Tyler Gaffney had a typical game. He rushed for 155 yards and added another 98 yards in receptions. He scored four touchdowns. He rushed for 2,458 yards and 51 touchdowns on the season.
He will have his pick of colleges. Notre Dame, USC and Stanford are some of the schools courting him. He is also a prospect as a baseball player.
Valhalla’s Pete Thomas completed 23 of 30 passes for 277 yards. He is a junior, but he has verbally committed to Boston College.
Both are good students. Both do community service. Both are class acts. I don’t know how far the two campuses are apart. It didn’t seem to matter during the game.
Division II: Oceanside High School 23, Helix High School 19.
Both schools have a diversified student enrollment. Both have great coaching staffs. Both have winning traditions.
Oceanside has won five straight CIF championships in football. They have been in the semi-finals the last 15 years. The two teams have met in the season and in the stadium. They both play the best competition available.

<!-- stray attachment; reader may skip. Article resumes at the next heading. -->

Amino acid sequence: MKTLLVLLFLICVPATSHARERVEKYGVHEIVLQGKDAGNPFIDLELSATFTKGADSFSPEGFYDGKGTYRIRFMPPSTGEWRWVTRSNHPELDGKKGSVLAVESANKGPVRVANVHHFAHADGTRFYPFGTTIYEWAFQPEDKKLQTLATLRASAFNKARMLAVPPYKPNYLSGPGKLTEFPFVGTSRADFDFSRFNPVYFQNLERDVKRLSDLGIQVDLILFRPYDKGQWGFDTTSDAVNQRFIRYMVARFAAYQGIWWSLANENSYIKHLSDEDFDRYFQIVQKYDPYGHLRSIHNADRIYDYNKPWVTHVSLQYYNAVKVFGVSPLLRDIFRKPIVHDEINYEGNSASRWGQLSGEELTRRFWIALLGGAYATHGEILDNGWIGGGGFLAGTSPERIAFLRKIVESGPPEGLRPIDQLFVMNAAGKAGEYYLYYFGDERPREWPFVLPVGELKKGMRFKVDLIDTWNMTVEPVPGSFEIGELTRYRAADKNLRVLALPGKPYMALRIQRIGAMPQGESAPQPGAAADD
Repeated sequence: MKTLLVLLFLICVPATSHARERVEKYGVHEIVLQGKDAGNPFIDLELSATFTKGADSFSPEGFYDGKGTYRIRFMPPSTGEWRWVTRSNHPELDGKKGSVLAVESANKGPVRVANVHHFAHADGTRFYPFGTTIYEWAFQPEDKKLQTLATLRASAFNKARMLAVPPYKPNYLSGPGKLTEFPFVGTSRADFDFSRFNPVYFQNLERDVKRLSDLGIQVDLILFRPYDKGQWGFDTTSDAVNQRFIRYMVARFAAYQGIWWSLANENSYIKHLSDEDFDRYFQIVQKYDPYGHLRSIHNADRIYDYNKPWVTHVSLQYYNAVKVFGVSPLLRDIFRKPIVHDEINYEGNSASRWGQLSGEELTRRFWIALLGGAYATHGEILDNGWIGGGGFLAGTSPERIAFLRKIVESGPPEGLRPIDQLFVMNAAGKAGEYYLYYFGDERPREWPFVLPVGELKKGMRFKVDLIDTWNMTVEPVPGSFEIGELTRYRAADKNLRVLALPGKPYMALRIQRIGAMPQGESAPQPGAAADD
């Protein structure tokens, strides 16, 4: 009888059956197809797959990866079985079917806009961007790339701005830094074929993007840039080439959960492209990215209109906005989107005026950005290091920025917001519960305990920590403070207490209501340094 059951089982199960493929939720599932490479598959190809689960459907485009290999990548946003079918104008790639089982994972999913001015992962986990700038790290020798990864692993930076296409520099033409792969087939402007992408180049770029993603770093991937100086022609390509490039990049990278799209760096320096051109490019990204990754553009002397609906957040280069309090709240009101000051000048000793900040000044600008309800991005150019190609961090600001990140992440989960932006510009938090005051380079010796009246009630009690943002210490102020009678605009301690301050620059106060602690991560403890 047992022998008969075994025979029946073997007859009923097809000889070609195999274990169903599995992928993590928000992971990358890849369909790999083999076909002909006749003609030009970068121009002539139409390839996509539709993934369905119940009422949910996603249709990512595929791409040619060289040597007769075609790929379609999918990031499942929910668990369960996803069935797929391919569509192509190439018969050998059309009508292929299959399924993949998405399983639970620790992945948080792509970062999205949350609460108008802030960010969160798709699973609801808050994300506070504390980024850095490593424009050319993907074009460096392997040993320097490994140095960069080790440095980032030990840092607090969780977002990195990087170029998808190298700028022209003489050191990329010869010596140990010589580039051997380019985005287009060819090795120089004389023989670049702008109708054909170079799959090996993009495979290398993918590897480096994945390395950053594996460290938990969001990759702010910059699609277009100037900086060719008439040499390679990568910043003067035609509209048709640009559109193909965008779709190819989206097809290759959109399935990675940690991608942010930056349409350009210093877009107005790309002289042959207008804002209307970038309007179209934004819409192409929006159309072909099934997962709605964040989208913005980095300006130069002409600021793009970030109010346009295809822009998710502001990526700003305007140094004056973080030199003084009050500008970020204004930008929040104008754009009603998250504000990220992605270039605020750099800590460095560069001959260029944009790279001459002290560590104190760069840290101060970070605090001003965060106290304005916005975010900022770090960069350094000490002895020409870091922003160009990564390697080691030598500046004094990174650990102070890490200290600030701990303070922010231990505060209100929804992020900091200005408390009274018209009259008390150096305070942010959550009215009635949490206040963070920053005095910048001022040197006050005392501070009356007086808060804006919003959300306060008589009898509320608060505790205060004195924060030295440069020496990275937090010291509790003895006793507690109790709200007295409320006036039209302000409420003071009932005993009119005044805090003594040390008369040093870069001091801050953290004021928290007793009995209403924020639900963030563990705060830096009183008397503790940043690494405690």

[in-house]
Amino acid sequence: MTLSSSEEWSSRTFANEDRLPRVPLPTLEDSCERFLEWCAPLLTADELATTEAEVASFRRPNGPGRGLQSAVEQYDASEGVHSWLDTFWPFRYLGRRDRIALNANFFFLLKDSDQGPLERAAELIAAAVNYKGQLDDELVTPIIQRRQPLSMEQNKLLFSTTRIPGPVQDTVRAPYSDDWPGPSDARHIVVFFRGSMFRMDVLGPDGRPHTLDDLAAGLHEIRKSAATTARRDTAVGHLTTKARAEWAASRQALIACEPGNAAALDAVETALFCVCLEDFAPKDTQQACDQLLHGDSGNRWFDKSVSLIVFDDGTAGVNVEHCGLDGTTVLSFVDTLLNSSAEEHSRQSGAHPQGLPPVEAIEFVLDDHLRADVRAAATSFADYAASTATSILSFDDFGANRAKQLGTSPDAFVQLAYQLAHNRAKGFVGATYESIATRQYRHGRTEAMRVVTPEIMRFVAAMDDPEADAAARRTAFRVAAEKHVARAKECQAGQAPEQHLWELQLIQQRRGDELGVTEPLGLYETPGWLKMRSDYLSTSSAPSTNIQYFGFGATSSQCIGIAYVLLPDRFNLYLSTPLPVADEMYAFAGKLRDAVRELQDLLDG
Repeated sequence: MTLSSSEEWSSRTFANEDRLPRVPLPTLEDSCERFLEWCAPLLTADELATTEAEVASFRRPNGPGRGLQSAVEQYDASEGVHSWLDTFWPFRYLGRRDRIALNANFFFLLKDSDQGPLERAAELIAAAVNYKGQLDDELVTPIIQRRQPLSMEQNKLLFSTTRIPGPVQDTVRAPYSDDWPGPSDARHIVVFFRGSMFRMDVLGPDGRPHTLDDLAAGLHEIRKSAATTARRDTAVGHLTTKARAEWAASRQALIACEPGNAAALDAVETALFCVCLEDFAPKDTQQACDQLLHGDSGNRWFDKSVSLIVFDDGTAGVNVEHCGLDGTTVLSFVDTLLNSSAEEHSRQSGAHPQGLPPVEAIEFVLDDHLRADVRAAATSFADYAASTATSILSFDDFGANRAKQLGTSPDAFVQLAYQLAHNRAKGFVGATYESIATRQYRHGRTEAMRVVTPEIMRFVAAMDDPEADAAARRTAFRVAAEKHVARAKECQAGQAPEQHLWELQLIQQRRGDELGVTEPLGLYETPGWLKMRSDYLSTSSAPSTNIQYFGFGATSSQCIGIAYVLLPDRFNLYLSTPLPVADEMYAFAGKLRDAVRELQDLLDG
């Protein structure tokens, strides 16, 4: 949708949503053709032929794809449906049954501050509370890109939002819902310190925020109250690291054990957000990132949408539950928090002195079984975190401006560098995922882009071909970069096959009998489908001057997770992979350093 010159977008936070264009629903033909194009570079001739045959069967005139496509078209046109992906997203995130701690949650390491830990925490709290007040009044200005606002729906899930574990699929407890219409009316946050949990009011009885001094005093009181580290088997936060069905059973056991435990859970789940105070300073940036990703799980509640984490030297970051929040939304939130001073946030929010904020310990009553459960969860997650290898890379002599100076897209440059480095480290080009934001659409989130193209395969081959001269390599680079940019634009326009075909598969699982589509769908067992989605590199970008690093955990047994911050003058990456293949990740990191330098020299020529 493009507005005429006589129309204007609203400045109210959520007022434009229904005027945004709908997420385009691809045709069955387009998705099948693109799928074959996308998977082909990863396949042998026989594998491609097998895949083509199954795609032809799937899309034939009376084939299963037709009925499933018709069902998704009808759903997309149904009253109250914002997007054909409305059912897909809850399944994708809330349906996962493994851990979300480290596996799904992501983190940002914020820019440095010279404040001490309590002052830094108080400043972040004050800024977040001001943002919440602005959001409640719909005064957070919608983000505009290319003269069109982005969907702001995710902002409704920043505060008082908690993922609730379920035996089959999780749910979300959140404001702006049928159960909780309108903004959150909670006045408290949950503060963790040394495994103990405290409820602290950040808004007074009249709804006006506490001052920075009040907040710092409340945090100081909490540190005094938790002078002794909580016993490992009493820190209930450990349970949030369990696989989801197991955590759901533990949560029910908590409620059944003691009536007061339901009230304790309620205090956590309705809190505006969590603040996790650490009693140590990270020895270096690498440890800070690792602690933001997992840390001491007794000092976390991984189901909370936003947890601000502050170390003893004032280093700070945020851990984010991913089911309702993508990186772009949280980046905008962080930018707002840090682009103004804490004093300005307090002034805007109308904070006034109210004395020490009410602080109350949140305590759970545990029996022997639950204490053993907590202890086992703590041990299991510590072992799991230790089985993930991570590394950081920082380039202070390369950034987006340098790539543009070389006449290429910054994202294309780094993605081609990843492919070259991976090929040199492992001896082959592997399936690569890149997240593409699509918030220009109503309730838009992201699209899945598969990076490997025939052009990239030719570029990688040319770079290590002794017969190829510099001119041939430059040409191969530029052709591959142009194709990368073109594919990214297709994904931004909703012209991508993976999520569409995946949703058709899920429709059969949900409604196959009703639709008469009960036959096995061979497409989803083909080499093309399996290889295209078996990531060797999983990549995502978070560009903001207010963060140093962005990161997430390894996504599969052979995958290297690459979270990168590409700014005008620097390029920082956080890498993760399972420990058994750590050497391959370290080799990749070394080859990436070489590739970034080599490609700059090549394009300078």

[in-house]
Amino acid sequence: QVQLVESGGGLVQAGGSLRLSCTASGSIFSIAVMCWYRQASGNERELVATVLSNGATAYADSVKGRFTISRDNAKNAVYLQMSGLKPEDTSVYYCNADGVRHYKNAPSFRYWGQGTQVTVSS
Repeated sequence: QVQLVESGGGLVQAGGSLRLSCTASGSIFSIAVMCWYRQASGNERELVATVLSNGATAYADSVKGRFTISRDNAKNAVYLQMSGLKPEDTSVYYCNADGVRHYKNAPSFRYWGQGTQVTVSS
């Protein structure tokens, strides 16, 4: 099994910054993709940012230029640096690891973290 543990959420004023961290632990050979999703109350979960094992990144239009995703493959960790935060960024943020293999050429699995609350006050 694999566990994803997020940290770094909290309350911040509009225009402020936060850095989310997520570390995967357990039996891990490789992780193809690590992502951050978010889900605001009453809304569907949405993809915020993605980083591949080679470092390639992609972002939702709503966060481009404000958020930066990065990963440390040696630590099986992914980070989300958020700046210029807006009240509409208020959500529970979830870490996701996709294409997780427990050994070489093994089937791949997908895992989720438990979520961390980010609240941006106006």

ESPN featured Justin Vae’ena in its article. He is an all league football player and an All American person. He was injured in the final game, but he still was an emotional leader for his team. He is a good student. He is a member of the Fellowship of Christian Athletes. He plays baseball.
The game was decided in the final minute of play. Demographics was not an issue.
Division I: La Costa Canyon High School 45, Escondido High School 28
La Costa Canyon’s Connor Garrett was featured in the ESPN article. He is a typical La Costa Canyon kid. Eighty-eight percent of the parents of LCC students’ parents attended college. Connor will go to an Ivy. He is a free spirit. He is a good player, kid and student.